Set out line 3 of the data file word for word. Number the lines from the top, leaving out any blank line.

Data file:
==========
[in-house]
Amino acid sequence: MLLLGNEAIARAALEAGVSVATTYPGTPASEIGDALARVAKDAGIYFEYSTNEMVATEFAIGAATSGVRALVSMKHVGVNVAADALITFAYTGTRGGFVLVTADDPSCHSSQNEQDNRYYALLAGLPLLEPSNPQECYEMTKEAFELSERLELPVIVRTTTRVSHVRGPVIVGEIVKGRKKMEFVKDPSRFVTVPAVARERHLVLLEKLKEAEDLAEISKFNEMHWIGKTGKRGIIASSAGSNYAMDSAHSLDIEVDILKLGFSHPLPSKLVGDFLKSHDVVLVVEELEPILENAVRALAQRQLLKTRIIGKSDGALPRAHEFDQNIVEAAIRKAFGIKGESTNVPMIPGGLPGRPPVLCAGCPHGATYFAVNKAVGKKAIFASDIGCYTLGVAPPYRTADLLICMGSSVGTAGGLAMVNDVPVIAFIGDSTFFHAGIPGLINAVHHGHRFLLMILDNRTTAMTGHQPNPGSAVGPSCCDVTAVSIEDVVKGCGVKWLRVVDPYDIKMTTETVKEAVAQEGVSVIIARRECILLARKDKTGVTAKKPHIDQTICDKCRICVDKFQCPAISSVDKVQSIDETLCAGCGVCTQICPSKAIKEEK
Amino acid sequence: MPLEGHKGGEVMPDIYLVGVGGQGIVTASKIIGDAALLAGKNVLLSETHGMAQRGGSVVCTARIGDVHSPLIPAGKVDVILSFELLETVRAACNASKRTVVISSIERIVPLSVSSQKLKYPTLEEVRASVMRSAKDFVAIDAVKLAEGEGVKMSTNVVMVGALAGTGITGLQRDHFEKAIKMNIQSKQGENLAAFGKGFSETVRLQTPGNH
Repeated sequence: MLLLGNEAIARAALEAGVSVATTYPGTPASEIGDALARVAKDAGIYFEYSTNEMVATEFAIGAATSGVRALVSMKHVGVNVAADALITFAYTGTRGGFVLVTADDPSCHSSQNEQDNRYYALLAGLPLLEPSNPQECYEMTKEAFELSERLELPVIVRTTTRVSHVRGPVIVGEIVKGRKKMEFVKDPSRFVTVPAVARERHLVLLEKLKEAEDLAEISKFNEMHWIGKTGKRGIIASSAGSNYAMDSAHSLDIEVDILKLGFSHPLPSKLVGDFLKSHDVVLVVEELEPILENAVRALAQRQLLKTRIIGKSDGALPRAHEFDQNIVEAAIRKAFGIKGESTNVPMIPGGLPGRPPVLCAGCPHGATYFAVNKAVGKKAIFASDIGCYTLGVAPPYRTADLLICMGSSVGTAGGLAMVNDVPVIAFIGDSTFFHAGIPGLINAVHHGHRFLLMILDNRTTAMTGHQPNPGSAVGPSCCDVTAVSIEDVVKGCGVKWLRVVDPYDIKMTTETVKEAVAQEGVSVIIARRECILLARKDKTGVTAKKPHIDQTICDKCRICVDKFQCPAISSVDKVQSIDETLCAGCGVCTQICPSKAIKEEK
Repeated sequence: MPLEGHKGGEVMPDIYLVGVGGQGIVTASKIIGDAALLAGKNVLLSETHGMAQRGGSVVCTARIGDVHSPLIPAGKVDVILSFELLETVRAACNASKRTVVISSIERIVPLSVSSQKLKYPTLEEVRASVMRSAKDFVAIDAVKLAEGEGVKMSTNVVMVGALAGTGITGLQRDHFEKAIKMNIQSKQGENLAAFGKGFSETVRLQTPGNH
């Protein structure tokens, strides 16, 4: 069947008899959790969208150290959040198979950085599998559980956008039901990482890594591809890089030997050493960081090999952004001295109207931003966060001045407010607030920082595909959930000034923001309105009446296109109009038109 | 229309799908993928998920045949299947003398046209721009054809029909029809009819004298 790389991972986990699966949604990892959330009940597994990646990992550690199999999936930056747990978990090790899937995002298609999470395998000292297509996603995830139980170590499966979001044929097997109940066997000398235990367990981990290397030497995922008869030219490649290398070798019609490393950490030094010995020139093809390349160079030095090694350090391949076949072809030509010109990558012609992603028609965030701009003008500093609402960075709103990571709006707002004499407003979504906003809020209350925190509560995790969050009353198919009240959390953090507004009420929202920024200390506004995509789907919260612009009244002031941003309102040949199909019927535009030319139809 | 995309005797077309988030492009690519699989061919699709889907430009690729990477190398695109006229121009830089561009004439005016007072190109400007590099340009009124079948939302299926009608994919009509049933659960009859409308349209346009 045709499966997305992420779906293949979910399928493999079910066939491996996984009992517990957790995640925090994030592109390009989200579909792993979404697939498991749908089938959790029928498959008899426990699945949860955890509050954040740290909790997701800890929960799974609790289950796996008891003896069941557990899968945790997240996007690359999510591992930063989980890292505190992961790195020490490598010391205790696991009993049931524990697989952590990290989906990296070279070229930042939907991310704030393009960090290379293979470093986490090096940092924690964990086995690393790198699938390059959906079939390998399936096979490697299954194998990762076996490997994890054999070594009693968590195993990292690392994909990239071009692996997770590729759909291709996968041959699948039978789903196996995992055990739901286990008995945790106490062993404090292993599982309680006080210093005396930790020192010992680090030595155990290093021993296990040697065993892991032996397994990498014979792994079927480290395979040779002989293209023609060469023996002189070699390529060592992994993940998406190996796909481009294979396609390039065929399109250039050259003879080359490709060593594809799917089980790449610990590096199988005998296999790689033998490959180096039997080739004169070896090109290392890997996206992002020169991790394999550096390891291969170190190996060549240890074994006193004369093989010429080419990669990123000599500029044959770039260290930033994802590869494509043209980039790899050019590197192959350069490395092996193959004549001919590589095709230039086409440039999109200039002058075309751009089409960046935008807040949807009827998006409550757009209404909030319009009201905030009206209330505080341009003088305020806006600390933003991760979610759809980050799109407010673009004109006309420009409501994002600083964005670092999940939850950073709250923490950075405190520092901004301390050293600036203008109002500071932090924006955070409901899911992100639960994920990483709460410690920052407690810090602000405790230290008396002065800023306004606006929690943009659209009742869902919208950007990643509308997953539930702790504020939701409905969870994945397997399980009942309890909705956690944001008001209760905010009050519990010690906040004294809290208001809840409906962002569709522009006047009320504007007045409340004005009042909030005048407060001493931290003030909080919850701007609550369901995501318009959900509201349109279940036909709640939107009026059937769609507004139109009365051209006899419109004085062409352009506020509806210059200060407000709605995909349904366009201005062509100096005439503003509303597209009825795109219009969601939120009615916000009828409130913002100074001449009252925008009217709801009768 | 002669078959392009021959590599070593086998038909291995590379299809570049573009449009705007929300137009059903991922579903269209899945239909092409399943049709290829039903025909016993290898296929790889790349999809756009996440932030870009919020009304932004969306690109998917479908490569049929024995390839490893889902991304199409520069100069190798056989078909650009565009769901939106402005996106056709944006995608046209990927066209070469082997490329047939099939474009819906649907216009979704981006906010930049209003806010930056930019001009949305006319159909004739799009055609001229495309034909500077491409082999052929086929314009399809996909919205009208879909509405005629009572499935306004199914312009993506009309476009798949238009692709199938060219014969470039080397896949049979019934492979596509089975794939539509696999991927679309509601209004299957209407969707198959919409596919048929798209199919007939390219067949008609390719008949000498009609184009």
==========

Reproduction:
Amino acid sequence: MPLEGHKGGEVMPDIYLVGVGGQGIVTASKIIGDAALLAGKNVLLSETHGMAQRGGSVVCTARIGDVHSPLIPAGKVDVILSFELLETVRAACNASKRTVVISSIERIVPLSVSSQKLKYPTLEEVRASVMRSAKDFVAIDAVKLAEGEGVKMSTNVVMVGALAGTGITGLQRDHFEKAIKMNIQSKQGENLAAFGKGFSETVRLQTPGNH